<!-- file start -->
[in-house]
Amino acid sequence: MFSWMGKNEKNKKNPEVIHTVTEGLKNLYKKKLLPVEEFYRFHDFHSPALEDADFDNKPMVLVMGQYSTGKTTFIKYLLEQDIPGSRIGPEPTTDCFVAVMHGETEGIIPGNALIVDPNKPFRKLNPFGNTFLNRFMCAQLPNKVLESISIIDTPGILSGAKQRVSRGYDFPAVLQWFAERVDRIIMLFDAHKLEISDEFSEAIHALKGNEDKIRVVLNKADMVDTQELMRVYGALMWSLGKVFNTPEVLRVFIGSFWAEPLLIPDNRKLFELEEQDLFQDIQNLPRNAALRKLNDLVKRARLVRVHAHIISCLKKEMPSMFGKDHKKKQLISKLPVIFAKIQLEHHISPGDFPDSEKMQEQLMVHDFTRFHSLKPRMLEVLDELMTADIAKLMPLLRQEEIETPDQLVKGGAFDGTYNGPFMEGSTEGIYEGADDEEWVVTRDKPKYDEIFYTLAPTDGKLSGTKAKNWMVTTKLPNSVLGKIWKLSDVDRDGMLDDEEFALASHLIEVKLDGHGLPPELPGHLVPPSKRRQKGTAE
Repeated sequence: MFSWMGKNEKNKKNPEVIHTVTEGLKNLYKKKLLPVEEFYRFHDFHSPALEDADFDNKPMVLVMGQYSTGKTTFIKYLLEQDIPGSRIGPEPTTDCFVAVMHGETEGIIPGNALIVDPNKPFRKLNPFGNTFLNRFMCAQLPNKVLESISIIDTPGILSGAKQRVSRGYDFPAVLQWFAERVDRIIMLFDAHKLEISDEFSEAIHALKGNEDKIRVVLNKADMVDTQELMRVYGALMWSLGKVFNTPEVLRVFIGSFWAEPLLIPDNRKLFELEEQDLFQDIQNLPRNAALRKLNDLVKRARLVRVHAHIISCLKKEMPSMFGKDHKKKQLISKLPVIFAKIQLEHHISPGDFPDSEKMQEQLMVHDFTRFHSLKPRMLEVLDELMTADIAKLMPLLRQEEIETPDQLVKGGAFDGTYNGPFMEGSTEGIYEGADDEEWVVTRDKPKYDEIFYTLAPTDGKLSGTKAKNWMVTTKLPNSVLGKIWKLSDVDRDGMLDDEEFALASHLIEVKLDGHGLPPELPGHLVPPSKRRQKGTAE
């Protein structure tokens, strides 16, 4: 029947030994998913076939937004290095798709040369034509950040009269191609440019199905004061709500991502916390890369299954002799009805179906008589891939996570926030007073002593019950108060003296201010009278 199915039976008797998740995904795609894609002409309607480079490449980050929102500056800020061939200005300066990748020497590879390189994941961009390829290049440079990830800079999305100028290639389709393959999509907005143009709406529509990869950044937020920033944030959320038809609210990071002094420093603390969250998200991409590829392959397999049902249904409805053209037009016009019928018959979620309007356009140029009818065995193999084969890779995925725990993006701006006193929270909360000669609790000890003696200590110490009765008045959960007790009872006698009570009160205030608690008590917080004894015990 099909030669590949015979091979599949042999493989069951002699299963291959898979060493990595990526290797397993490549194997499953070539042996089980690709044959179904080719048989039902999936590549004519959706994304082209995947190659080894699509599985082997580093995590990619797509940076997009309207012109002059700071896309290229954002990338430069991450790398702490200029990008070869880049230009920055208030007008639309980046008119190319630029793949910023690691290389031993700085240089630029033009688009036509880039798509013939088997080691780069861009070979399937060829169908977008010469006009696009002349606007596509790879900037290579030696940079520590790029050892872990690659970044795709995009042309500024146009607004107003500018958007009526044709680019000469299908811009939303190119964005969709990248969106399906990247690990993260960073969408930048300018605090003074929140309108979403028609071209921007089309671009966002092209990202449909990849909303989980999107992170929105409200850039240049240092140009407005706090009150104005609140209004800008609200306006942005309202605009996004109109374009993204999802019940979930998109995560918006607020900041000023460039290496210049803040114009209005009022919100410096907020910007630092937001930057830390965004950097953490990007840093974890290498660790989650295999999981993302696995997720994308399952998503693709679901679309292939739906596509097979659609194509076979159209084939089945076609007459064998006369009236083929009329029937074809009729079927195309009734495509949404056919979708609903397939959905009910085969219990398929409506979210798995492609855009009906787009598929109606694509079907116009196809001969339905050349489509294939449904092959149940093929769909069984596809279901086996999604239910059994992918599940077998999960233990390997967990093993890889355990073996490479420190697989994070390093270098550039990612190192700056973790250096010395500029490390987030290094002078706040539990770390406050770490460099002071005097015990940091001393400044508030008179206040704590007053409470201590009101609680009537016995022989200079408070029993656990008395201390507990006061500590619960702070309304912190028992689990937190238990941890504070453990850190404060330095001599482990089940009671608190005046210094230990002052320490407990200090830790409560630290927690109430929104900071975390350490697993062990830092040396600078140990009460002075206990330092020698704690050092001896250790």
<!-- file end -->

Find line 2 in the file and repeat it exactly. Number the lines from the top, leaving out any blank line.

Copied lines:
Amino acid sequence: MFSWMGKNEKNKKNPEVIHTVTEGLKNLYKKKLLPVEEFYRFHDFHSPALEDADFDNKPMVLVMGQYSTGKTTFIKYLLEQDIPGSRIGPEPTTDCFVAVMHGETEGIIPGNALIVDPNKPFRKLNPFGNTFLNRFMCAQLPNKVLESISIIDTPGILSGAKQRVSRGYDFPAVLQWFAERVDRIIMLFDAHKLEISDEFSEAIHALKGNEDKIRVVLNKADMVDTQELMRVYGALMWSLGKVFNTPEVLRVFIGSFWAEPLLIPDNRKLFELEEQDLFQDIQNLPRNAALRKLNDLVKRARLVRVHAHIISCLKKEMPSMFGKDHKKKQLISKLPVIFAKIQLEHHISPGDFPDSEKMQEQLMVHDFTRFHSLKPRMLEVLDELMTADIAKLMPLLRQEEIETPDQLVKGGAFDGTYNGPFMEGSTEGIYEGADDEEWVVTRDKPKYDEIFYTLAPTDGKLSGTKAKNWMVTTKLPNSVLGKIWKLSDVDRDGMLDDEEFALASHLIEVKLDGHGLPPELPGHLVPPSKRRQKGTAE